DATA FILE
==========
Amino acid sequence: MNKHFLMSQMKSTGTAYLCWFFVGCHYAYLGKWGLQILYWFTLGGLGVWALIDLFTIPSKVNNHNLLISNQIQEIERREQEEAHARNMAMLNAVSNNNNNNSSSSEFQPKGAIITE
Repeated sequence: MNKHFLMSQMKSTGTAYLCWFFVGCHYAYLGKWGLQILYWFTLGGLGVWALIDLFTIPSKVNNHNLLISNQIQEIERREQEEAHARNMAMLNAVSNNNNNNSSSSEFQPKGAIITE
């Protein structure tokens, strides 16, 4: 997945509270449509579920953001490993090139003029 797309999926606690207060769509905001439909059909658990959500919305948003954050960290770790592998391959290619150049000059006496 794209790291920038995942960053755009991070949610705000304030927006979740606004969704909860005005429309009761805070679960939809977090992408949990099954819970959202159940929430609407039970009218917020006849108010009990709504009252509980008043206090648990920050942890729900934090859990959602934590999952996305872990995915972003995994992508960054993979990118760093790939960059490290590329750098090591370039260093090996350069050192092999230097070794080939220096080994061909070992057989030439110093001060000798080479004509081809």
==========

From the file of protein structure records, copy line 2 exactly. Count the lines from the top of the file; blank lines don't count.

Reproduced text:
Repeated sequence: MNKHFLMSQMKSTGTAYLCWFFVGCHYAYLGKWGLQILYWFTLGGLGVWALIDLFTIPSKVNNHNLLISNQIQEIERREQEEAHARNMAMLNAVSNNNNNNSSSSEFQPKGAIITE